Bishop Accountability Group Voices Concerns About Archbishop Fernández Appointment| National Catholic Register

Archbishop Fernández is a controversial figure in the Church in Argentina, in part because of some of his past publications.

A bishop accountability group that tracks sexual abuse in the Catholic Church released a statement July 1 voicing serious concerns about Pope Francis’ new appointment of Archbishop Víctor Manuel Fernández to head the Vatican’s Dicastery for the Doctrine of the Faith.

The group keeps an online database of sexual abuse by clergy on its website, BishopAccountability.org.

In its statement, written by co-director Anne Barrett Doyle, the group called Archbishop Fernández’s appointment “a baffling and troubling choice” for a position that “will have immense power, especially when it comes to judging and punishing priests who abuse children.”

Archbishop Fernández, who is almost 61, has served as the archbishop of La Plata, Argentina, since 2018.

Pope Francis announced Archbishop Fernández’s appointment to the influential dicastery on July 1. A longtime personal theologian and ghostwriter for the pope, Fernández is expected to take up his new post in mid-September.

“As the new prefect of the Dicastery for the Doctrine of the Faith, I entrust to you a task that I consider very valuable,” Pope Francis wrote in a July 1 letter to Fernández. “I ask you as prefect to dedicate your personal commitment in a more direct way to the main purpose of the dicastery, which is ‘guarding the faith.’”

Doyle said that “Fernández’ recent handling of a clergy sex abuse case in his home archdiocese of La Plata raises great concern.”

According to Doyle, Archbishop Fernández “publicly defended” and supported La Plata priest Father Eduardo Lorenzo in the face of five sex abuse allegations in 2019. Doyle said that Fernandez continued to stand by Lorenzo even after an arrest warrant was issued and the priest committed suicide.

“In his response to allegations,” Doyle said that Archbishop Fernández “stoutly supported the accused priest and refused to believe the victims. Showing disregard for the safety of children, Fernández kept the priest at his parish post even as more victims came forward.”

“For his handling of this case, Archbishop Fernández should have been investigated, not promoted to one of the highest posts in the global Church,” Doyle said. “Nothing about his performance suggests he is fit to lead the pope’s battle against abuse and cover-up.”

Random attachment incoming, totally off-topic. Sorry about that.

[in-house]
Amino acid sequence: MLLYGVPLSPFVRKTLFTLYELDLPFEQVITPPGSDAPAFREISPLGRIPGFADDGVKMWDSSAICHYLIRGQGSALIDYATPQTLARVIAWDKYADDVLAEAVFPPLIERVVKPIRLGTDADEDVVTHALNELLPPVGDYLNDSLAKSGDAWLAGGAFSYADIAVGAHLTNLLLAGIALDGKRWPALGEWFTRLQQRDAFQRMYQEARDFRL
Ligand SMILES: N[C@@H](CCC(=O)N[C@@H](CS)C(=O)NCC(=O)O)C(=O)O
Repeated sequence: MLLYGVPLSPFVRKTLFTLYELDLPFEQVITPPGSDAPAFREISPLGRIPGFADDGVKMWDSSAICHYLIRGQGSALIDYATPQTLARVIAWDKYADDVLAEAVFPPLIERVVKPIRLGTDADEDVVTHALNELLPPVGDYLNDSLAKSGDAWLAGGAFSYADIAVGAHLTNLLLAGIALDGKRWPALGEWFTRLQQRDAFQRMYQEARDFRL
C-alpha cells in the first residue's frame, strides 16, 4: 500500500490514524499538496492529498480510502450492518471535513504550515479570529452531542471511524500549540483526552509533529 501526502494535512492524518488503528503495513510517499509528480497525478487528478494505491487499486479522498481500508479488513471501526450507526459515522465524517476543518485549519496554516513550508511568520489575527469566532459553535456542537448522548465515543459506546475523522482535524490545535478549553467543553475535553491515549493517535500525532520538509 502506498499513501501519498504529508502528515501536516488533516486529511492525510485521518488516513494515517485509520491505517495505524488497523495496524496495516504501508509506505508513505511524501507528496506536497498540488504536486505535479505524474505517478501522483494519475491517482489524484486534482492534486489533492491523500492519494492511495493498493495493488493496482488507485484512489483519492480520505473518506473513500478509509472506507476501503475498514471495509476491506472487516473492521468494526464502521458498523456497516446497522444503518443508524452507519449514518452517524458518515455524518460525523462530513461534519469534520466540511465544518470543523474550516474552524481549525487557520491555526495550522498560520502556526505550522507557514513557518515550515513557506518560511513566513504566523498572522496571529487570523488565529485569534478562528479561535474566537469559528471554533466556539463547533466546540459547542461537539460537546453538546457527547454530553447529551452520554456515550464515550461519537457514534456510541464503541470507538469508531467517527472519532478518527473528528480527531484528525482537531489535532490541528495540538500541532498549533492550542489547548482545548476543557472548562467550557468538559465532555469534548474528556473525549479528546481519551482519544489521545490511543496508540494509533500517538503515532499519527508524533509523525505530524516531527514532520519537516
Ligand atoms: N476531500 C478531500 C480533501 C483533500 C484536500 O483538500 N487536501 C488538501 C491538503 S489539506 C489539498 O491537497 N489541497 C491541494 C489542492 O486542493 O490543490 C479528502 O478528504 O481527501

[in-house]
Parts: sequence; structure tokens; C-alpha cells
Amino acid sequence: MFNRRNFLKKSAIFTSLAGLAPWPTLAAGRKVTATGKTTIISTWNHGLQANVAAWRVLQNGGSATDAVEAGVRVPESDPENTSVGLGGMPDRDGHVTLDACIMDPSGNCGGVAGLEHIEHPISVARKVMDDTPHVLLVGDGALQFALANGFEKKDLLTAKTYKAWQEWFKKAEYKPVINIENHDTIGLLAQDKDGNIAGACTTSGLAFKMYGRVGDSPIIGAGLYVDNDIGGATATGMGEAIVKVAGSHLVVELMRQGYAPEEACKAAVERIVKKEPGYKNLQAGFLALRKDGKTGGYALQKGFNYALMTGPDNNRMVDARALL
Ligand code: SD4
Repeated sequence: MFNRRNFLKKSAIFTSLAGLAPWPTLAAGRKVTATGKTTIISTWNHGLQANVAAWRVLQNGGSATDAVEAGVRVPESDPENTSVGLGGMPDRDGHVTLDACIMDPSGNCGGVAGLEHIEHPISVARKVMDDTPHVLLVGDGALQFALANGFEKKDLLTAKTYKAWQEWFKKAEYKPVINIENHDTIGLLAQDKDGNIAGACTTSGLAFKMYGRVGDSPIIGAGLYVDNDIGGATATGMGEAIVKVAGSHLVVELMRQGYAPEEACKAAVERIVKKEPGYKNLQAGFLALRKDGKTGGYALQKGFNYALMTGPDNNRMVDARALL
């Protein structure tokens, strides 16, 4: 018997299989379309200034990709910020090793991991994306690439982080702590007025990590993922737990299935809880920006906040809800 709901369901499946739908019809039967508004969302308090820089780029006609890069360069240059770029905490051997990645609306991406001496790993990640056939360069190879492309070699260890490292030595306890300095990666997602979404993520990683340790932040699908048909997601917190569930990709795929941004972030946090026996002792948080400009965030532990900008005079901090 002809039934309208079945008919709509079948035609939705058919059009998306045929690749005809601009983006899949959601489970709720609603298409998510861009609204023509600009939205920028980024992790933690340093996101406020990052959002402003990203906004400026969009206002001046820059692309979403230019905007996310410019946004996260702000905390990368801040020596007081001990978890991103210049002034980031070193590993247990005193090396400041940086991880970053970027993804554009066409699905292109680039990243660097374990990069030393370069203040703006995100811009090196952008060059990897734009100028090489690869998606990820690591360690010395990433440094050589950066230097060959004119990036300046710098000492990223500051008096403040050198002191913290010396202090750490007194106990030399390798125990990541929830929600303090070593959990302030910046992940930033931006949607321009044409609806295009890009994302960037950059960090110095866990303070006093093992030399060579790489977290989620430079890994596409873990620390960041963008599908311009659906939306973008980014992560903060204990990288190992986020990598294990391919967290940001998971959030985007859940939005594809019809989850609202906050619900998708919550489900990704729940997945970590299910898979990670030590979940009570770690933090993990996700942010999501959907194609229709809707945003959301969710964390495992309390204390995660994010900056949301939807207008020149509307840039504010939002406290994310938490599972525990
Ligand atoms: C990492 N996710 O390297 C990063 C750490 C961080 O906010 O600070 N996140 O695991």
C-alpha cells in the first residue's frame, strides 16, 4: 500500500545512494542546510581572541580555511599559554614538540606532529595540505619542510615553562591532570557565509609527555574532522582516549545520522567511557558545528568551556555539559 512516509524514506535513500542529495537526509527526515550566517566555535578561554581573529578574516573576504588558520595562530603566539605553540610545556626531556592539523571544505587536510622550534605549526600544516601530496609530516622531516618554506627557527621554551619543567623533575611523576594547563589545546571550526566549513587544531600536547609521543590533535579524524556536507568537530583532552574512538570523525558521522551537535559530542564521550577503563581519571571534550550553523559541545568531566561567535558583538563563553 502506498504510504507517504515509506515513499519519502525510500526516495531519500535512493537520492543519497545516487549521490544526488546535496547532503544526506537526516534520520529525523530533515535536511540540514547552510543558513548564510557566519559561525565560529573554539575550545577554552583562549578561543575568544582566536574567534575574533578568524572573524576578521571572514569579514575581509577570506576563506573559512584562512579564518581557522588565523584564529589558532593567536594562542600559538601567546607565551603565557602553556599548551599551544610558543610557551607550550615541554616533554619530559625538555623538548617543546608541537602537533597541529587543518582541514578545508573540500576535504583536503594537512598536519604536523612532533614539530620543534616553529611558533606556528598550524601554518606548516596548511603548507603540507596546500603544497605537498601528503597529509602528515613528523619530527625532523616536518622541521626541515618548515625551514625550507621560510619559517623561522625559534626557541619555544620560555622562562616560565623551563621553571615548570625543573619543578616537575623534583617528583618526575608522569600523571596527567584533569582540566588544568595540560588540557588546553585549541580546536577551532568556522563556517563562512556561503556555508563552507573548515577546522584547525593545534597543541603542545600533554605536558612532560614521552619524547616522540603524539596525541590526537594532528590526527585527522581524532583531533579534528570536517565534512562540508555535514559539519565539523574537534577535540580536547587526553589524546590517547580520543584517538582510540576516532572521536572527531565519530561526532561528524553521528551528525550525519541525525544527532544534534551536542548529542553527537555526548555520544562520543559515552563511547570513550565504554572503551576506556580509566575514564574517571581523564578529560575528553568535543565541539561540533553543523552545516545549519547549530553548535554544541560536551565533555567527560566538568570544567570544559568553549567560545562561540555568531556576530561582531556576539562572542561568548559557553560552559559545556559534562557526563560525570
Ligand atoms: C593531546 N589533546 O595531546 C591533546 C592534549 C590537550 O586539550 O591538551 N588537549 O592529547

Doyle is especially concerned because part of Archbishop Fernández’s responsibilities as head of the Dicastery for the Doctrine of the Faith will be responding to the abuse of minors.

“Fernández will have immense power, especially when it comes to judging and punishing priests who abuse children,” Doyle said. “It will be up to Fernández to implement and enforce [the] pope’s zero tolerance pledge. To do this, he will need to make child protection and justice for victims his highest priority.”

Archbishop Fernández is a controversial figure in the Church in Argentina, in part because of some of his past publications. The theologian has published more than 300 articles and books.

The book commonly regarded as his most unusual is the 1995 work Heal Me With Your Mouth: The Art of Kissing. Regarding the book, Archbishop Fernández explained that “in these pages I want to synthesize the popular feeling, what people feel when they think of a kiss, what they experience when they kiss … So, trying to synthesize the immense richness of life, these pages emerged in favor of kissing. I hope that they help you kiss better, that they motivate you to release the best of yourself in a kiss.”

The book has disappeared from most official lists of Fernández’s works.

Neither Archbishop Fernández nor the Archdiocese of La Plata have responded to CNA’s requests for comment.

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